What is Fair Use?

In the US: From What is Fair Use

In its most general sense, a fair use is any copying of copyrighted material done for a limited and “transformative” purpose, such as to comment upon, criticize, or parody a copyrighted work.

This wouldn't seem to apply to reproducing somebody's words verbatim in your own family history, only if commenting upon them/reviewing them in some form.

In the UK: From the British Library

As an exception to British copyright law, fair dealing is governed by Sections 29 and 30 of the Copyright, Designs and Patents Act 1988, which outlines three instance where fair dealing is a legitimate defence:

  • If the use is for the purposes of research or private study;
  • If it is used for the purposes of criticism, review or quotation;
  • Where it is utilised for the purposes of reporting current events (this does not apply to photographs)

Similar provisions exist in Australian law (and possibly elsewhere).

A couple of key elements when judging whether something is fair use: how much of the original is being reproduced (fair use allows limited reproduction, not wholesale copying); and does the use of the work impact negatively on the commercial value of the original?

What about material provided by the online genealogy sites?

Material published online can have an additional layer of complexity: the Terms of Service of the organisation that publish them. The Legal Genealogist is very clear on this: a provider's Terms of Service can prohibit you from reproducing material downloaded from their site elsewhere (including in an online tree on another site) -- either at all or without their permission. And Fair Use doesn't apply when Terms of Service come into play.

It is hard however, to understand how Terms of Service could prevent you from reporting a fact (without substantiating information -- although that makes my genealogist's soul hurt).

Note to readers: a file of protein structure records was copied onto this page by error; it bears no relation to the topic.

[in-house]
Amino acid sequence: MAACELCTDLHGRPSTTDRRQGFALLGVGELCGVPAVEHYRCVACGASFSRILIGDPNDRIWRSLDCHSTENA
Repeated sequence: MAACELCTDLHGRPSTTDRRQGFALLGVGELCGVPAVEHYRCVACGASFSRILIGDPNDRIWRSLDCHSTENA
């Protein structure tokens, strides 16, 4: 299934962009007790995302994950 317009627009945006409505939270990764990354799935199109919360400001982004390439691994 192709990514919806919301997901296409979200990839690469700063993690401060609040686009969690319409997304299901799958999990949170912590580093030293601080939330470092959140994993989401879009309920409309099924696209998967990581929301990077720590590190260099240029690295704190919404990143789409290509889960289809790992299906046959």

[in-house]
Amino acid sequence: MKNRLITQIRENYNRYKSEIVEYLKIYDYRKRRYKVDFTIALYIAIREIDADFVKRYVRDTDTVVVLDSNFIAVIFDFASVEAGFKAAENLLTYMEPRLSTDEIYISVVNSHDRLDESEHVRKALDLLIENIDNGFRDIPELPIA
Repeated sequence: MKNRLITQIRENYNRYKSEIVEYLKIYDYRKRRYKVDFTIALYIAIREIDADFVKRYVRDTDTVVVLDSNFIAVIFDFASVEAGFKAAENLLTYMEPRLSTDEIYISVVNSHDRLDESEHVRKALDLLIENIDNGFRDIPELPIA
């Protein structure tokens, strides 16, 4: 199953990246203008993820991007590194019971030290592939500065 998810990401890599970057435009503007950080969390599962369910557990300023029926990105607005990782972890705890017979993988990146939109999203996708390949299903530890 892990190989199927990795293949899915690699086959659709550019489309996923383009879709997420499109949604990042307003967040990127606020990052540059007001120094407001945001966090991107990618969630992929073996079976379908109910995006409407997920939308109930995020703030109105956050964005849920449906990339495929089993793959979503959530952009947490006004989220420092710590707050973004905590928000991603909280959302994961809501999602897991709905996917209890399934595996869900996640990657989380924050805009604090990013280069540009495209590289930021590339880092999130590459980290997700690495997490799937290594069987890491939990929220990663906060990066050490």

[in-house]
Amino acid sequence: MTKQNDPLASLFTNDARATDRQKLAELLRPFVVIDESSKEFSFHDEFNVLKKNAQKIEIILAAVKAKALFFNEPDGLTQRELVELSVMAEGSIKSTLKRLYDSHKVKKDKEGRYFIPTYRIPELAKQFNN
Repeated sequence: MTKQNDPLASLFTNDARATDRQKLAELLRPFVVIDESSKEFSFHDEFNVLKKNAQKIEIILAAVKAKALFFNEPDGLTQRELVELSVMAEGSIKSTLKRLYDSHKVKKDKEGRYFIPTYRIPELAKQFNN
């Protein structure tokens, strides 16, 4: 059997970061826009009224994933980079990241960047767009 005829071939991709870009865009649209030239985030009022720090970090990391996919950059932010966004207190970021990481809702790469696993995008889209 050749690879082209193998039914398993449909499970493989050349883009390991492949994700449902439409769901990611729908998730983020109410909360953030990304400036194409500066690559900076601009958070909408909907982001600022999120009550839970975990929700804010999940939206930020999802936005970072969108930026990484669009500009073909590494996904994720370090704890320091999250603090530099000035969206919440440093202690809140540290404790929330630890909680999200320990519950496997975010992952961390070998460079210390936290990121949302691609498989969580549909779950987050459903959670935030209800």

• Notre: I'm still investigating if Terms of Service can prevent reproduction of facts.
    – user6485
    Nov 20, 2019 at 12:23
  • The Legal Genealogist thinks it unlikely, but can't cite a supporting positive or negative statement. I have asked FamilySearch direct.
    – user6485
    Nov 20, 2019 at 14:46
  • Thanks, but on the face of the assertion in the TOS, "All material found at this site... including information.. Is owned..." Seems to be a crystal clear statement. One could argue that the TOS maybe be overly broad. Again, on the face of it, it appears that FS is claiming that they own or license information, regardless of whether or not that same information might appear elsewhere.
    – BobE
    Nov 20, 2019 at 16:25
  • @BobE "All material found at this site... including information.. Is owned..." Seems to be a crystal clear statement. As clear as mud, which is why I've asked them explicitly If you did the same, please share the results). What exactly is 'information.?
    – user6485
    Nov 20, 2019 at 16:30
  • sorry thought I had responded several hours ago, but don't see it now. When I asked 'what exactly is meant by "information" - another help desk Agent said - the gist of which was: any text, visual, media, database, and results from database searches. When I asked, how can anyone tell if a birthdate came from a database on the FS or somewhere else, I was told I'd have to prove it didn't come from FS databases. Honestly, I think that the help agents are just saying what they are told to say, regardless if it is rational or not.
    – BobE
    Nov 21, 2019 at 3:20

As noted, fair use comes into play and familyseach has added language that addresses use by genealogist and bloggers. Below are two links that discuss the familysearch TOS and fair use. The familysearch terms are way beyond the norm for when compared to other genealogy websites. They require that users give irrevocable and perpetual license to use contributed content for whatever purpose they choose, at any time now or in the future, without limitation, FOREVER. This includes the creation of derivative works and/or sub-licensing for ANY PURPOSE.